Soil Ecology and Restoration Group
Mesa club moss (Selaginella cinerascens) is not really a moss but is more closely related to the ferns and is known as a fern ally (Stotler, 1996; Lellinger, 1985). These poikilohydric plants are able to tolerate very deep desiccation with rapid recovery when moisture levels increase. They green up and return to life within minutes of watering and can dry down and appear lifeless by the next morning.
Mesa club moss is an important component of the soil surface ecosystem in many parts of coastal San Diego, while Selaginella bigelovii is found further inland (Beauchamp, 1986). These plants are prostrate and often provide nearly complete coverage of the soil in an ashy gray green carpet (Munz and Keck, 1973). Mesa club moss forms a tough mat with extensive roots that is very resistant to erosion. A garden hose with a nozzle can be sprayed directly onto a well developed Mesa club moss mat without causing any erosion. The Mesa club moss mats are usually found in less disturbed areas in association with native grasses, flowers, and shrubs. Mesa club moss is vulnerable to trampling and during the severe overgrazing of the mid 1800s the Selaginalla cover was probably greatly reduced, but it has recovered in some areas. Limited sampling of Selaginella soils showed considerably higher levels of micronutrients such as zinc (mean 7.1 ppm) and copper (mean 1.3 ppm), lower nitrate levels (mean 6 ppm), and more organic matter (mean 3.7%), than adjacent disturbed and very disturbed soils.
The reproductive cycle of ferns consists of two generations, asexual (sporophyte) and sexual (gametophyte). Gametophytes produce gametes (eggs and sperm) that fuse, giving rise to the sporophyte generation. Sporophytes produce asexual spores which germinate to produce a small, sexual plant (gametophyte) called the prothallium. In Selaginella, male and female prothalli are formed and confined within the spore walls. The spores are formed in sporangia which are 1-celled, sub-globose, and solitary. The sporangia develop near the base of ordinary leaves, or on modified leaves (sporophylls) that form more or less 4-angled cones (strobili) at the tips of the branches. The spores are clustered in small cones or borne in the axils of the scale-like leaves.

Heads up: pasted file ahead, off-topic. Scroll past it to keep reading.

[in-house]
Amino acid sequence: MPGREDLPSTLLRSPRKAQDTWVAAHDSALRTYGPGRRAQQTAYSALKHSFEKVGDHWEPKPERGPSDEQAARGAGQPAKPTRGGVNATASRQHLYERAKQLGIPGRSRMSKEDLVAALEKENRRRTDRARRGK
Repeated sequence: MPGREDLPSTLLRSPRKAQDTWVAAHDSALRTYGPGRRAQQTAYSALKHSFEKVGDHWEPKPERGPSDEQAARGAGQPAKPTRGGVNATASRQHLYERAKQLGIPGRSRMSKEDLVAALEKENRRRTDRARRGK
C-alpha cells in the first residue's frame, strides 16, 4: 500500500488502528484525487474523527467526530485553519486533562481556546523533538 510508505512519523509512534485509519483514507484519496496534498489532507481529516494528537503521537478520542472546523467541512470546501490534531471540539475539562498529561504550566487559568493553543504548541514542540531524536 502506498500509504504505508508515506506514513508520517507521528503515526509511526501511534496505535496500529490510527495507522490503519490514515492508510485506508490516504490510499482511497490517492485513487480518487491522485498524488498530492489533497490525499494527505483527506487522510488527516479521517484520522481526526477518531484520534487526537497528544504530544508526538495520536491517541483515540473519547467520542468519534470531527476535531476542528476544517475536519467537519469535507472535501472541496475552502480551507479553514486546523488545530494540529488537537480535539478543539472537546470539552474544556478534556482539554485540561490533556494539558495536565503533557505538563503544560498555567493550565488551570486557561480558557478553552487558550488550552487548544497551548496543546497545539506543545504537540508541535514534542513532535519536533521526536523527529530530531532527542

Little is known about sexual distribution in Selaginella. Light microscopy of Selaginella species showed that proximal most branches had fewer female sporangia while distal branches had more, and terminal branches had more male strobili (Hill, 1996). Selaginella is heterosporous, forming two types of spores: one to four megaspores, usually in the lower part of the cone; and numerous minute, reddish to orange, microspores, usually in the upper part of the cone. The male prothallus develops within the microspore and forms male sex cells; the female prothallus develops from the megaspore and forms female sex cells (Munz and Keck, 1973). Only one sporophyte plant develops from each prothallium, and after development has begun, the parent prothallium dies. Reproduction of natural populations is not well studied or understood.
Growth of the Mesa club moss appears to be slow under natural conditions, typically measured in mm per year, but cut slopes more than two feet wide from the late 1960s have been covered in some locations at USIU. From observations and experiments in appears likely to grow only in winter when it is damp for several days in a row and when humidity is high, these conditions are rare, and during the winter of 1999-2000 were exceedingly rare. Irrigating when the air is dry has not been effective in accelerating growth, perhaps because of salinity or chlorine in the water or the rapid drydown of the surface if a major storm system is not moving through the area.
Propagation experiment 1999-2000